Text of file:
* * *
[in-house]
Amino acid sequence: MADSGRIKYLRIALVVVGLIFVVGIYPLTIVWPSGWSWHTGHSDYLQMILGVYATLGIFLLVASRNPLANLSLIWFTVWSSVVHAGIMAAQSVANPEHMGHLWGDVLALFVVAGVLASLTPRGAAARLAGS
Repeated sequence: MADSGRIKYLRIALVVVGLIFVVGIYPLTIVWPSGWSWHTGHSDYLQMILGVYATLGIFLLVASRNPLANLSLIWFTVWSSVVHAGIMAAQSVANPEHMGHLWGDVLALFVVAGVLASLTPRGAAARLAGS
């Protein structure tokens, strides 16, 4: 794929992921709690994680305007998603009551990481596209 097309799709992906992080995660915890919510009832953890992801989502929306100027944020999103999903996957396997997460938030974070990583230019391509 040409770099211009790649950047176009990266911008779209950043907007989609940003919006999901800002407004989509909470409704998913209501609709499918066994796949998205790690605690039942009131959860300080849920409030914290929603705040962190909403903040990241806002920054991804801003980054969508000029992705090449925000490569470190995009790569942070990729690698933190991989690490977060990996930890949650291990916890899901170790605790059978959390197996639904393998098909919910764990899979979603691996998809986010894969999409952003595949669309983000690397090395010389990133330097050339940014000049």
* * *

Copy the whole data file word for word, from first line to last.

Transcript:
[in-house]
Amino acid sequence: MADSGRIKYLRIALVVVGLIFVVGIYPLTIVWPSGWSWHTGHSDYLQMILGVYATLGIFLLVASRNPLANLSLIWFTVWSSVVHAGIMAAQSVANPEHMGHLWGDVLALFVVAGVLASLTPRGAAARLAGS
Repeated sequence: MADSGRIKYLRIALVVVGLIFVVGIYPLTIVWPSGWSWHTGHSDYLQMILGVYATLGIFLLVASRNPLANLSLIWFTVWSSVVHAGIMAAQSVANPEHMGHLWGDVLALFVVAGVLASLTPRGAAARLAGS
């Protein structure tokens, strides 16, 4: 794929992921709690994680305007998603009551990481596209 097309799709992906992080995660915890919510009832953890992801989502929306100027944020999103999903996957396997997460938030974070990583230019391509 040409770099211009790649950047176009990266911008779209950043907007989609940003919006999901800002407004989509909470409704998913209501609709499918066994796949998205790690605690039942009131959860300080849920409030914290929603705040962190909403903040990241806002920054991804801003980054969508000029992705090449925000490569470190995009790569942070990729690698933190991989690490977060990996930890949650291990916890899901170790605790059978959390197996639904393998098909919910764990899979979603691996998809986010894969999409952003595949669309983000690397090395010389990133330097050339940014000049």